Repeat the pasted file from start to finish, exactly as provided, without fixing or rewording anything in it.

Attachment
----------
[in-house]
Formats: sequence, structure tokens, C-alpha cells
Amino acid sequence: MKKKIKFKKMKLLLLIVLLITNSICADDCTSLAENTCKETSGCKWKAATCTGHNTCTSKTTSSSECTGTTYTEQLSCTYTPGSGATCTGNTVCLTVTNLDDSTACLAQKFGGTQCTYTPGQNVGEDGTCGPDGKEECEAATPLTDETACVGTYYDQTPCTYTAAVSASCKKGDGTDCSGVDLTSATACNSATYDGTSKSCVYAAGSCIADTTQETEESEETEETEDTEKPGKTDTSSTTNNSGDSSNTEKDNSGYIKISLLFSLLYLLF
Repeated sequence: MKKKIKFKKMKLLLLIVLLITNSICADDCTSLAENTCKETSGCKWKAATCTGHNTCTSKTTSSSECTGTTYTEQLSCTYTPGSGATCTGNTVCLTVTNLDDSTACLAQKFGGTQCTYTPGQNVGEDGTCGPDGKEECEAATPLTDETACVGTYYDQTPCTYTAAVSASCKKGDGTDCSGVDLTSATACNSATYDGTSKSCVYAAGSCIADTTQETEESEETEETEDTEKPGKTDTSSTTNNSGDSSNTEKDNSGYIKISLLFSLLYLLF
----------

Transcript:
[in-house]
Formats: sequence, structure tokens, C-alpha cells
Amino acid sequence: MKKKIKFKKMKLLLLIVLLITNSICADDCTSLAENTCKETSGCKWKAATCTGHNTCTSKTTSSSECTGTTYTEQLSCTYTPGSGATCTGNTVCLTVTNLDDSTACLAQKFGGTQCTYTPGQNVGEDGTCGPDGKEECEAATPLTDETACVGTYYDQTPCTYTAAVSASCKKGDGTDCSGVDLTSATACNSATYDGTSKSCVYAAGSCIADTTQETEESEETEETEDTEKPGKTDTSSTTNNSGDSSNTEKDNSGYIKISLLFSLLYLLF
Repeated sequence: MKKKIKFKKMKLLLLIVLLITNSICADDCTSLAENTCKETSGCKWKAATCTGHNTCTSKTTSSSECTGTTYTEQLSCTYTPGSGATCTGNTVCLTVTNLDDSTACLAQKFGGTQCTYTPGQNVGEDGTCGPDGKEECEAATPLTDETACVGTYYDQTPCTYTAAVSASCKKGDGTDCSGVDLTSATACNSATYDGTSKSCVYAAGSCIADTTQETEESEETEETEDTEKPGKTDTSSTTNNSGDSSNTEKDNSGYIKISLLFSLLYLLF